HC Deb 22 March 1847 vol 91 cc269-71

wished to call the attention of the right hon. Baronet the Secret- ary of State for the Home Department to a subject of great importance—the enormous immigration of Irish paupers into Liverpool and other parts of England. In a letter, written by a person in authority at Liverpool, it was stated that— Many reports were circulated of the cause of this influx of strangers—such as their being forced from Ireland, sent over by societies, and many other tales, which induced me to send, on the 19th of January, two experienced and intelligent police constables of the 'detective force' of this borough to Ireland, for the purpose of ascertaining, if possible, the real and ostensible cause of emigration. These officers travelled through the counties of Kildare, King's County, Westmeath, Roscommon, Galway, Mayo, and Sligo—mixing with people of different grades—and the result of their inquiries may be summed up thus. The landlord or his agent, perceiving their little stock vanishing, and no rent forthcoming, applied for a process of ejectment; the cottier and his family, without hesitation, put everything portable upon their backs, and make their way towards Dublin, or some other seaport, determined to reach England, where they all understand they will not be allowed to starve. The constables gave the names of certain landlords and their agents, who have been most pressing upon their tenants, which it would be unwise in me, perhaps, to promulgate; and I will merely say, that on one estate notices had been served on 1,400 tenants; that 1,100 processes were heard and determined in one week in one town, where 5,600 were said to be still pending; and that one attorney in the same barony had 3,000 defences in his hand at one time. Thus much as regarded Liverpool, at which place no less than 30,000 Irish paupers arrived during the last month, the total number that had reached that town being upwards of 60,000. Then, as regarded Newport, in South Wales, he found the following statement:— Overwhelming Immigration of the Irish Poor to Newport.—The streets of our town present an alarming and lamentable appearance, being literally crowded with famishing and ball-naked strangers from the most distressed parts of Ireland, several shiploads of whom, amounting to many hundreds, have been huddled together in the holds of coal vessels for this country at the expense of local committees, to lessen the number of famishing creatures at home. Five of the perishing beings who were removed from the hold of that floating pest-house, the Wanderer, at the risk of the lives of charitable gentlemen, have since died; and, in another case, it is known that the captain of a vessel absolutely forced two poor women with children from on board, into the snow on shore, during the late severe weather, at half-past ten o'clock at night, below Pillgwenlly, who, from weakness, then lay down to perish, and would have sunk, were it not for the humanity of two poor men accidentally passing, and who carried them on their backs to a place of warmth and shelter for the night. He wished to ask, whether the right hon. Gentleman (Sir G. Grey) had had his at- tention called to this subject, and whether the first of the cases was a solitary instance of the kind or not?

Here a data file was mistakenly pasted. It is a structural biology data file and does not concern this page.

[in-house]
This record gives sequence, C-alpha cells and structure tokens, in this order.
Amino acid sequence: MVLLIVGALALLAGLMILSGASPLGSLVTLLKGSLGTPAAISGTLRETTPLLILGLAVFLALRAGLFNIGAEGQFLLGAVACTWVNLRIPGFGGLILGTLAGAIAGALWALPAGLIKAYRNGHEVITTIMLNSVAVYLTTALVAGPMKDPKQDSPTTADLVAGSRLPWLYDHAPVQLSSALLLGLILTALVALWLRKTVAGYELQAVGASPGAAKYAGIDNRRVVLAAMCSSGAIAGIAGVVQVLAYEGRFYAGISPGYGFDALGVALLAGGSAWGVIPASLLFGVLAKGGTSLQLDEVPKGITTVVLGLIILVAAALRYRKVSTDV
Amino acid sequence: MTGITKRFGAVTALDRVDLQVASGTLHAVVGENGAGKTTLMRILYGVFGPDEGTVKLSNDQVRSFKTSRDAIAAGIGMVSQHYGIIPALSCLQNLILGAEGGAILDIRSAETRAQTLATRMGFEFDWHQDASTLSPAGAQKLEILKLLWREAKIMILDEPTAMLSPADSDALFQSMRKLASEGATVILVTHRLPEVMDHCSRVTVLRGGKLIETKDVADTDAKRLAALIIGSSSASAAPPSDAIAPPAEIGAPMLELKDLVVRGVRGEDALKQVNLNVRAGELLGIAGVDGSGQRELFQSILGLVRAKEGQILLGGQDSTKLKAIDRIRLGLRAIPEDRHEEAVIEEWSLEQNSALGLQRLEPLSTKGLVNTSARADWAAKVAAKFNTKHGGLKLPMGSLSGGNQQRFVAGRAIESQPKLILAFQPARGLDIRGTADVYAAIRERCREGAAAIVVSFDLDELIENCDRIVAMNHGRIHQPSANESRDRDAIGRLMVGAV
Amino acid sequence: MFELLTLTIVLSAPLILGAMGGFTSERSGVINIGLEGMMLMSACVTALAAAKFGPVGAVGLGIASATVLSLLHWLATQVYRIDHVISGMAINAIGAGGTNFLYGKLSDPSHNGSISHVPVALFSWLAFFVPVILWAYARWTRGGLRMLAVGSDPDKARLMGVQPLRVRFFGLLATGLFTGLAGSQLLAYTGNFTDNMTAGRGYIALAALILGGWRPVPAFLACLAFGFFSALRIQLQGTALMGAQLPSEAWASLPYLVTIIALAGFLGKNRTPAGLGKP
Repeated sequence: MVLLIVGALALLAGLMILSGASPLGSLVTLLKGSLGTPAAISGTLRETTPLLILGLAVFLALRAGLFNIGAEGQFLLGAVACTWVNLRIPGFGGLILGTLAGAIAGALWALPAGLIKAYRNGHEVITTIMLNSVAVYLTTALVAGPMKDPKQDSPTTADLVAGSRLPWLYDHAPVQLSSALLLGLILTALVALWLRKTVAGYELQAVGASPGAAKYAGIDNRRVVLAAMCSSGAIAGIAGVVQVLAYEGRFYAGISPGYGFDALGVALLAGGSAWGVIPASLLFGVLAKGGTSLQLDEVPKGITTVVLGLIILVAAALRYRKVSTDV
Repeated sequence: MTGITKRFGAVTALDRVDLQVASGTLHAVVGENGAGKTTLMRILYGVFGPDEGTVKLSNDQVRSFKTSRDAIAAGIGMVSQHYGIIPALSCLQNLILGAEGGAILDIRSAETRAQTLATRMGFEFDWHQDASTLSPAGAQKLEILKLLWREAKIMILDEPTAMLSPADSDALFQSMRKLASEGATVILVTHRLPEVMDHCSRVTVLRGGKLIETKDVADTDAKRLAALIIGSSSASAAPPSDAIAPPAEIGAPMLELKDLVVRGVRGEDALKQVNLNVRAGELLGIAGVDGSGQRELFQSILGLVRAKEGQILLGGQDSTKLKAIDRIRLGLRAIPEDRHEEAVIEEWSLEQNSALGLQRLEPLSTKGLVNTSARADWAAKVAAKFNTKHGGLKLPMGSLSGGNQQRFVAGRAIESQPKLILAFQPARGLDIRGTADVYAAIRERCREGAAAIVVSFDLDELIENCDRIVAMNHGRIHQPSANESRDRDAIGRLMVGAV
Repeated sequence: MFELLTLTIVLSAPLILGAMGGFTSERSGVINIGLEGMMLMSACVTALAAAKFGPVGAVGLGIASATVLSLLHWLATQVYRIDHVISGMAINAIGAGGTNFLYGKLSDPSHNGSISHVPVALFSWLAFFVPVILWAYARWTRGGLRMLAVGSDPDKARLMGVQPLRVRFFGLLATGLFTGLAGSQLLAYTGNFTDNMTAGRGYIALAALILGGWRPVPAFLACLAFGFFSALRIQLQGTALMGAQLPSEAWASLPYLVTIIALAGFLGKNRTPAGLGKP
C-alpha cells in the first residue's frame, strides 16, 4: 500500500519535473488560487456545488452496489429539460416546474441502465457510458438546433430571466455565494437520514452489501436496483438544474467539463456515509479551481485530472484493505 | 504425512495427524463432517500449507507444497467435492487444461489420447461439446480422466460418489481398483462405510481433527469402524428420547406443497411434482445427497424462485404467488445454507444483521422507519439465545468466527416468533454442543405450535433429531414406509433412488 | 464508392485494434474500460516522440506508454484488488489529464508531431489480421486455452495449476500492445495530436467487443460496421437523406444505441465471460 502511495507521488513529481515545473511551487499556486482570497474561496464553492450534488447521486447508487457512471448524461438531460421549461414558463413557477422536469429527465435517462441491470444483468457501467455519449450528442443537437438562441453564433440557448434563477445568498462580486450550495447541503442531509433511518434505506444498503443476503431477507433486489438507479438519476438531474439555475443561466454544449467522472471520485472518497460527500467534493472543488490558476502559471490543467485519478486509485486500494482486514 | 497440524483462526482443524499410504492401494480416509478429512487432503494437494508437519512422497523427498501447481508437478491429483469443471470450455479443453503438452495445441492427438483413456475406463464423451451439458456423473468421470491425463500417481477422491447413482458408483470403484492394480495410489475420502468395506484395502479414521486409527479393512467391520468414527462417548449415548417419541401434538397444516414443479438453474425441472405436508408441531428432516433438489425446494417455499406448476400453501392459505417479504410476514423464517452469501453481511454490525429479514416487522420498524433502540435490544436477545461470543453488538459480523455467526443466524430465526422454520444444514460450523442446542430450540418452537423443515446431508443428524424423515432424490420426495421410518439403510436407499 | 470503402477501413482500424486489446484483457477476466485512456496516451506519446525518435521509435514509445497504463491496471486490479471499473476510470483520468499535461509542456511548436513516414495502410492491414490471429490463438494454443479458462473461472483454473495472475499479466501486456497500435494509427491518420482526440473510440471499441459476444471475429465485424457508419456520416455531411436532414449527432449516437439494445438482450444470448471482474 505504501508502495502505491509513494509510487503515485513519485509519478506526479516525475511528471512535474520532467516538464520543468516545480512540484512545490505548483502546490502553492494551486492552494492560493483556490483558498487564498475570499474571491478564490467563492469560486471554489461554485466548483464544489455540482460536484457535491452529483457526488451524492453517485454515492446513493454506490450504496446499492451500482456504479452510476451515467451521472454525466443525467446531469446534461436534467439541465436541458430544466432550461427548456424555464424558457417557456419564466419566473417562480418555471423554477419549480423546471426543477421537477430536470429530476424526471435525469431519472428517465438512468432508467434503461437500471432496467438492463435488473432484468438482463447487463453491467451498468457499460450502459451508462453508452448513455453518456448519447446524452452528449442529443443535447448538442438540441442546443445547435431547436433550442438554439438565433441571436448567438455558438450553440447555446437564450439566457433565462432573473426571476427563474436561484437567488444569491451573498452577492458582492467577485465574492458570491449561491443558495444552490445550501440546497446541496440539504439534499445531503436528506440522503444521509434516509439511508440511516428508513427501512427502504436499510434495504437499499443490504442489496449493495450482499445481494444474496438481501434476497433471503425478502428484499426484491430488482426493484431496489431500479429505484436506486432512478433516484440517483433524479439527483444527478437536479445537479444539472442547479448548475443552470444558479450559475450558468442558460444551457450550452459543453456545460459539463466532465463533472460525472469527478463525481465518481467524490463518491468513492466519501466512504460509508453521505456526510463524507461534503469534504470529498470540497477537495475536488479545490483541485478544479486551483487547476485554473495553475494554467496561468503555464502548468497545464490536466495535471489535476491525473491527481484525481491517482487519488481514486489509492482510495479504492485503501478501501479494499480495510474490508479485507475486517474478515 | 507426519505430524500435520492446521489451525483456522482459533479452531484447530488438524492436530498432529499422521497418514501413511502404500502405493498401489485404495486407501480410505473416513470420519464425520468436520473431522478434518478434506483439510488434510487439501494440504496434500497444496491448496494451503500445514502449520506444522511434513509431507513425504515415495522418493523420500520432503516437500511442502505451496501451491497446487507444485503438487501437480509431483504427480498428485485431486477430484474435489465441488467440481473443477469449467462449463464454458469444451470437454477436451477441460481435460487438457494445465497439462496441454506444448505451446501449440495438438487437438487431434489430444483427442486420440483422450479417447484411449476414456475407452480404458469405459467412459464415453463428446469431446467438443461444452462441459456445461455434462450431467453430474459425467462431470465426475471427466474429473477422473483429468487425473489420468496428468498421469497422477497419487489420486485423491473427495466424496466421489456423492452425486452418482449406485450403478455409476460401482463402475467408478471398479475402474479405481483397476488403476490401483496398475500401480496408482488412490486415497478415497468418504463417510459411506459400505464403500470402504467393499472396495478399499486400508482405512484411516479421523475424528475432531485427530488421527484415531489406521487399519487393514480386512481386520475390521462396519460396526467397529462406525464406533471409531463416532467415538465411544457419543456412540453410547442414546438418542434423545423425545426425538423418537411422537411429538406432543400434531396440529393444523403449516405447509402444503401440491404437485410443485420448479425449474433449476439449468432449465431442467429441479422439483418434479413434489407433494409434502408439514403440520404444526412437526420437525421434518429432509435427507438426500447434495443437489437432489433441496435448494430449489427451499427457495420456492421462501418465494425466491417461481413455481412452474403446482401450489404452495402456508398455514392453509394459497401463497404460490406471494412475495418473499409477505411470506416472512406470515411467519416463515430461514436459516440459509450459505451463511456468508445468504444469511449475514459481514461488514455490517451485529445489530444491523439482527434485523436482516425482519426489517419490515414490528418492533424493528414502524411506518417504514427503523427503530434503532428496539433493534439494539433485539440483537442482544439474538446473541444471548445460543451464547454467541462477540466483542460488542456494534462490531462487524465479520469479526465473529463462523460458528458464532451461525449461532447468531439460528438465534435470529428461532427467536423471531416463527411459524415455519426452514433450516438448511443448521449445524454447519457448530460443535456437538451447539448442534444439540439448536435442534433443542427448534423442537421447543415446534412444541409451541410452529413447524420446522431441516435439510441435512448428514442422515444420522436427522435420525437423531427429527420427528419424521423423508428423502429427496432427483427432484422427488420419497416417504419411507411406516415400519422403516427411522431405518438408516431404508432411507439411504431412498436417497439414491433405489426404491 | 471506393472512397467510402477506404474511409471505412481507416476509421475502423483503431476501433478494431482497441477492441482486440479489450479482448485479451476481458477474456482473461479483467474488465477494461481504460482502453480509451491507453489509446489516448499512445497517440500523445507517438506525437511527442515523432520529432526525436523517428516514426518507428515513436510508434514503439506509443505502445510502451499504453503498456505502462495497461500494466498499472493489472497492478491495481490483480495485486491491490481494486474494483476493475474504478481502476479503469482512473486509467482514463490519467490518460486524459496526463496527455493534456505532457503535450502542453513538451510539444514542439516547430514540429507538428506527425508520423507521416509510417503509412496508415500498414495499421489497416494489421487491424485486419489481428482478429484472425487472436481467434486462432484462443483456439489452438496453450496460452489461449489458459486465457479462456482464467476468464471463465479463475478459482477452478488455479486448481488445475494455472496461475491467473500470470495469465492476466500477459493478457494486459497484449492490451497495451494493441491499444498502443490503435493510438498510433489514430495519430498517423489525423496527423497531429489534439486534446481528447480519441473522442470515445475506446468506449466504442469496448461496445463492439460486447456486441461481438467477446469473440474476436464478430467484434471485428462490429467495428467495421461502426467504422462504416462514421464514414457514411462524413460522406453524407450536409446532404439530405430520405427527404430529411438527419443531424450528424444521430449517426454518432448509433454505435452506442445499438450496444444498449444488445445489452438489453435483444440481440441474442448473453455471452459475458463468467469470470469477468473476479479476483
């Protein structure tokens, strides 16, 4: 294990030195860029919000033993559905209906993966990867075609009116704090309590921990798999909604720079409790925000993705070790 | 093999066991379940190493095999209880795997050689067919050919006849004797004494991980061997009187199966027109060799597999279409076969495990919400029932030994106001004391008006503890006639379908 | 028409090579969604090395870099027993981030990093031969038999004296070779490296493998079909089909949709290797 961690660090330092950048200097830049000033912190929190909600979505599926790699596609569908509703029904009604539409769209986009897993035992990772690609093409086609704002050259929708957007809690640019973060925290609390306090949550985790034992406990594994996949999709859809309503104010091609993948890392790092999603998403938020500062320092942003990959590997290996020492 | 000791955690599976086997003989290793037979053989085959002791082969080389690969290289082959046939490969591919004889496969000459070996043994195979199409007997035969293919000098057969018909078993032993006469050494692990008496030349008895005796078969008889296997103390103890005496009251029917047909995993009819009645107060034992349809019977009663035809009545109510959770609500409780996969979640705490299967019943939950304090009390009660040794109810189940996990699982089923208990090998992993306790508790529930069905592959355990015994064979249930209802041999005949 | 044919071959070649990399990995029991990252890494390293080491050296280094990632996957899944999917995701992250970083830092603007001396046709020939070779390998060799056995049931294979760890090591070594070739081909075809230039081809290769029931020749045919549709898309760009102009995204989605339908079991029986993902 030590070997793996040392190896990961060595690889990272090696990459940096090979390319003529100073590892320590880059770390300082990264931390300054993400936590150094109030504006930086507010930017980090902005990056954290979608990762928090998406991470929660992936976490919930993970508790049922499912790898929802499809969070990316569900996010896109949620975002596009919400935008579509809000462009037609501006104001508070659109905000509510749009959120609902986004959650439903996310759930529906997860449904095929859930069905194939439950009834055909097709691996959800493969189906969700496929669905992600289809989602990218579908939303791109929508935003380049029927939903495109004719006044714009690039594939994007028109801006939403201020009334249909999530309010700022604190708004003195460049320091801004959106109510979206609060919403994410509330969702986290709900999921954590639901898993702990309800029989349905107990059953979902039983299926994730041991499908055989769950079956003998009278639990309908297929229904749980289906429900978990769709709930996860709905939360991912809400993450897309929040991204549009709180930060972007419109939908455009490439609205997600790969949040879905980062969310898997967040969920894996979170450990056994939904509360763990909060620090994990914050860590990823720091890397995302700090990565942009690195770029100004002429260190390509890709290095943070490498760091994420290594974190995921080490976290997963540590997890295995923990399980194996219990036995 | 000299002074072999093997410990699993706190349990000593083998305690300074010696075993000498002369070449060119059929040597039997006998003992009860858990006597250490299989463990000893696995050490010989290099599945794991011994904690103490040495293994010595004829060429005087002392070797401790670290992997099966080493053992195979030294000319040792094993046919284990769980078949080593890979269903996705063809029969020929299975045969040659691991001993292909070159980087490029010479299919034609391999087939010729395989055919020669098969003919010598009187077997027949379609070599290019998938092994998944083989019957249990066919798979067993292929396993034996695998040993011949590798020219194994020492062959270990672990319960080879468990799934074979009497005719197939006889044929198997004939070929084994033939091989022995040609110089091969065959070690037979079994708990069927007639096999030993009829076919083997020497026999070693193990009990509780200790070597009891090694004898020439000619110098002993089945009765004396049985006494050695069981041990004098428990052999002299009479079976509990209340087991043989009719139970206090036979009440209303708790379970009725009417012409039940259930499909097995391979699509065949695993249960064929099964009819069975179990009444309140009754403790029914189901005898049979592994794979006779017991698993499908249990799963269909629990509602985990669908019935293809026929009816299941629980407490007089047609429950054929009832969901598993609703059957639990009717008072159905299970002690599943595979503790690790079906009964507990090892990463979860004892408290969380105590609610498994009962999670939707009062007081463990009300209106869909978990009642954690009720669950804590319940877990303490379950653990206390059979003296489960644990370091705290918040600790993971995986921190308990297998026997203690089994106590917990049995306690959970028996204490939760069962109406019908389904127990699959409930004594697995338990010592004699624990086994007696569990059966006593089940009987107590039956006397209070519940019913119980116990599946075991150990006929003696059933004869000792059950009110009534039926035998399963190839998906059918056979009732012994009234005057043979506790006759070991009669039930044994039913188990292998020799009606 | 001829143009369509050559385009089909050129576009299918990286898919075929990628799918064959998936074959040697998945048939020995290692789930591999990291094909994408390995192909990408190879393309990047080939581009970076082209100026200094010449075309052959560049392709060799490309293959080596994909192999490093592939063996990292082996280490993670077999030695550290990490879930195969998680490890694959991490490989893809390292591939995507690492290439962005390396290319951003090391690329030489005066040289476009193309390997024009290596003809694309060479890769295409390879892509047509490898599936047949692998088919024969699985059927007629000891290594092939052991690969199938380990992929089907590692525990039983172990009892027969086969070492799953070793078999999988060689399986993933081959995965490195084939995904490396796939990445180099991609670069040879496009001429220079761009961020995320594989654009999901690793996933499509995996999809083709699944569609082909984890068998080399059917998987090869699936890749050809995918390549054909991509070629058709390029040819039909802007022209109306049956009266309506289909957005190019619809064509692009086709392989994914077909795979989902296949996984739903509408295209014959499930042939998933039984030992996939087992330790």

replied, that he had received information of the circumstance alluded to by the hon. Baronet. At the same time, he had been assured on authority which, he believed, could be relied upon, that there was a solitary instance in which there had been official interference for the removal of Irish paupers to England. This was the only case which rested on what he regarded as authentic evidence.